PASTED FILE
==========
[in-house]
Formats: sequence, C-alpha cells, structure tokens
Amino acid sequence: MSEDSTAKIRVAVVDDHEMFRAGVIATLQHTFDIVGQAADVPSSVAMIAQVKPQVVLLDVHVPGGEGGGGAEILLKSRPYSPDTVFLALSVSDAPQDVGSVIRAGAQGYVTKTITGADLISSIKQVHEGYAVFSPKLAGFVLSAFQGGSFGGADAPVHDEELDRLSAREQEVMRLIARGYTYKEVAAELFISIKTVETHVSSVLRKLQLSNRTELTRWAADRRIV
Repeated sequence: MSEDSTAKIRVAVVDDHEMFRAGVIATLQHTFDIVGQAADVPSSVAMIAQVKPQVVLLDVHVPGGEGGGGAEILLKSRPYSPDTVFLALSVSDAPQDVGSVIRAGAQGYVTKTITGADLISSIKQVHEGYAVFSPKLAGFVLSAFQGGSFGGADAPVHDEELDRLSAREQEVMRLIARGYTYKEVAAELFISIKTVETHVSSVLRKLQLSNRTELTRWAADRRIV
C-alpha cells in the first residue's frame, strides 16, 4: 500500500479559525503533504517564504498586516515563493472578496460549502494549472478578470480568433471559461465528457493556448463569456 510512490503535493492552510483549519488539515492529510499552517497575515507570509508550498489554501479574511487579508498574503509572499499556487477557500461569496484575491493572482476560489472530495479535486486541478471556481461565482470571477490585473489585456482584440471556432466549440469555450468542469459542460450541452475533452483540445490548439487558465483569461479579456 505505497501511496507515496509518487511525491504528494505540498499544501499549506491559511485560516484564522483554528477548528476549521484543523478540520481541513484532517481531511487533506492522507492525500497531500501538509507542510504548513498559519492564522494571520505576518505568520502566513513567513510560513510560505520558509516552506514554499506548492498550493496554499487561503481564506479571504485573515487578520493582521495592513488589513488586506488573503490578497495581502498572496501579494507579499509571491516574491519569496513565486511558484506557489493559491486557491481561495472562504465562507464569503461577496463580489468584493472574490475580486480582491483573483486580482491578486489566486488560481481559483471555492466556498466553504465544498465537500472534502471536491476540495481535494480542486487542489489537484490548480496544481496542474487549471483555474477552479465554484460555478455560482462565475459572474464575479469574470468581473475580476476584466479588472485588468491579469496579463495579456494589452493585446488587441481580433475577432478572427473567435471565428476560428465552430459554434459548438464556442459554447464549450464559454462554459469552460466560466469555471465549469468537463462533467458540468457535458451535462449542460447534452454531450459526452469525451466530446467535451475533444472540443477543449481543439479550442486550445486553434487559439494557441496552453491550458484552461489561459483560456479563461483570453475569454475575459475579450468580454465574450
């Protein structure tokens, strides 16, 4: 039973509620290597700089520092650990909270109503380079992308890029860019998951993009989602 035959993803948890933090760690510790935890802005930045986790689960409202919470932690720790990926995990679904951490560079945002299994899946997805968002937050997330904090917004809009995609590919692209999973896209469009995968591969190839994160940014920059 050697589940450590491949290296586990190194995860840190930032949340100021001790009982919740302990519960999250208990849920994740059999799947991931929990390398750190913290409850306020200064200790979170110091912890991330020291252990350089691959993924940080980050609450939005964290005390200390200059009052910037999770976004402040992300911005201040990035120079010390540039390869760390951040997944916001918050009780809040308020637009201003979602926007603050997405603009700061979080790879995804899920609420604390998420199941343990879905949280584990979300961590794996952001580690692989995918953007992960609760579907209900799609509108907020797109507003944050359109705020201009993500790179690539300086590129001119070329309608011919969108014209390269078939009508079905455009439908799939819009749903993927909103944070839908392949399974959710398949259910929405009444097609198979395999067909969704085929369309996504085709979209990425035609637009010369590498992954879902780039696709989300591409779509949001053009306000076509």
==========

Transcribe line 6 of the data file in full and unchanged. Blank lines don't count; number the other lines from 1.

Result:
């Protein structure tokens, strides 16, 4: 039973509620290597700089520092650990909270109503380079992308890029860019998951993009989602 035959993803948890933090760690510790935890802005930045986790689960409202919470932690720790990926995990679904951490560079945002299994899946997805968002937050997330904090917004809009995609590919692209999973896209469009995968591969190839994160940014920059 050697589940450590491949290296586990190194995860840190930032949340100021001790009982919740302990519960999250208990849920994740059999799947991931929990390398750190913290409850306020200064200790979170110091912890991330020291252990350089691959993924940080980050609450939005964290005390200390200059009052910037999770976004402040992300911005201040990035120079010390540039390869760390951040997944916001918050009780809040308020637009201003979602926007603050997405603009700061979080790879995804899920609420604390998420199941343990879905949280584990979300961590794996952001580690692989995918953007992960609760579907209900799609509108907020797109507003944050359109705020201009993500790179690539300086590129001119070329309608011919969108014209390269078939009508079905455009439908799939819009749903993927909103944070839908392949399974959710398949259910929405009444097609198979395999067909969704085929369309996504085709979209990425035609637009010369590498992954879902780039696709989300591409779509949001053009306000076509």